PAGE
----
Will using GetComInterfaceForObject and passing the returned IntPtr to unmanaged code keep the managed object from being moved in memory? Or does the clr somehow maintain that ptr? Note that the unmanaged code will use this for the lifetime of the program, and I need to make sure the managed object is not being moved by the GC.(At least I think that's right?)

  • EDIT - Alright I found some info and I am thinking that this may be the answer. It deals with delegates, but I would have to believe calling GetComInterfaceForObject does something along the same lines.

Source of the Following text

"Managed Delegates can be marshaled to unmanaged code, where they are exposed as unmanaged function pointers. Calls on those pointers will perform an unmanaged to managed transition; a change in calling convention; entry into the correct AppDomain; and any necessary argument marshaling. Clearly the unmanaged function pointer must refer to a fixed address. It would be a disaster if the GC were relocating that! This leads many applications to create a pinning handle for the delegate. This is completely unnecessary. The unmanaged function pointer actually refers to a native code stub that we dynamically generate to perform the transition & marshaling. This stub exists in fixed memory outside of the GC heap.

However, the application is responsible for somehow extending the lifetime of the delegate until no more calls will occur from unmanaged code. The lifetime of the native code stub is directly related to the lifetime of the delegate. Once the delegate is collected, subsequent calls via the unmanaged function pointer will crash or otherwise corrupt the process. In our recent release, we added a Customer Debug Probe which allows you to cleanly detect this all too common bug in your code. If you havent started using Customer Debug Probes during development, please take a look!"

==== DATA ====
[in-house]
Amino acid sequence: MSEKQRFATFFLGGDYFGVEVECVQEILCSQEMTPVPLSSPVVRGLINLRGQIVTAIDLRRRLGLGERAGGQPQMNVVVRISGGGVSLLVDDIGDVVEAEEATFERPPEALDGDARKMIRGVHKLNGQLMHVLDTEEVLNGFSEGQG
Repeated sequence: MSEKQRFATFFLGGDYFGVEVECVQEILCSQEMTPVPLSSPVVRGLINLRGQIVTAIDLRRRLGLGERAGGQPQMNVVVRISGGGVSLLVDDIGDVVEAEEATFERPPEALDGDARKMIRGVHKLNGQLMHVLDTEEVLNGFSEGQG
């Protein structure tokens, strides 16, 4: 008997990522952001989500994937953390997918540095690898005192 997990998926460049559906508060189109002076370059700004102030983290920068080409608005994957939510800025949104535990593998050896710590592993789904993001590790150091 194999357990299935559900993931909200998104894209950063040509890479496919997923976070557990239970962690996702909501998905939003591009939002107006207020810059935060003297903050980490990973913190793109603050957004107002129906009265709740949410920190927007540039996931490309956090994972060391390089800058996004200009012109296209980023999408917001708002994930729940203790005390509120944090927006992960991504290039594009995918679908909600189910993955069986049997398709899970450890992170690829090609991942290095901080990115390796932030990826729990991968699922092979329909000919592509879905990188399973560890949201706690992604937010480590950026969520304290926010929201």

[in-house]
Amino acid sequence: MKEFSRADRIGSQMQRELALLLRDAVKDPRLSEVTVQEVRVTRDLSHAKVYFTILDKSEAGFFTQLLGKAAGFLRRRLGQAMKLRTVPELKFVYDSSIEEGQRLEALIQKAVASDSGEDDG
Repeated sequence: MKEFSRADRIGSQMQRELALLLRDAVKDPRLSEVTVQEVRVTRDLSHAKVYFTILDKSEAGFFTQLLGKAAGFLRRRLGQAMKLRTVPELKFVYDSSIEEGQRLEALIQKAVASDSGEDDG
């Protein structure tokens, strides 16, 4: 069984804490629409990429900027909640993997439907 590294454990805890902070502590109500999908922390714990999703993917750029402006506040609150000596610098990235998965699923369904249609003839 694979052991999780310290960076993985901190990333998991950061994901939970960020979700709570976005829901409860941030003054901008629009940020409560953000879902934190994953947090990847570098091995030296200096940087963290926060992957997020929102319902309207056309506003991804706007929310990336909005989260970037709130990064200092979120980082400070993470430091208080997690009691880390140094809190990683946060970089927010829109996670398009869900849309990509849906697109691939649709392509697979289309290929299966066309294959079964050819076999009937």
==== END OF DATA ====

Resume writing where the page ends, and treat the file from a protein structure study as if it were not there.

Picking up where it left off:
1 Answer 1


As your edit states (about delegates), your managed object doesn't need to be pinned, since GetComInterfaceForObject returns a "pinned" pointer that calls through to the correct managed object. However, you will need to make sure that the managed object lives for as long as the COM clients are using the unmanaged pointer to it.

  • Awesome! That's what I figured after reading that. Thanks for the response, trying to track down AccessViolationExceptions. Jun 30, 2009 at 21:17

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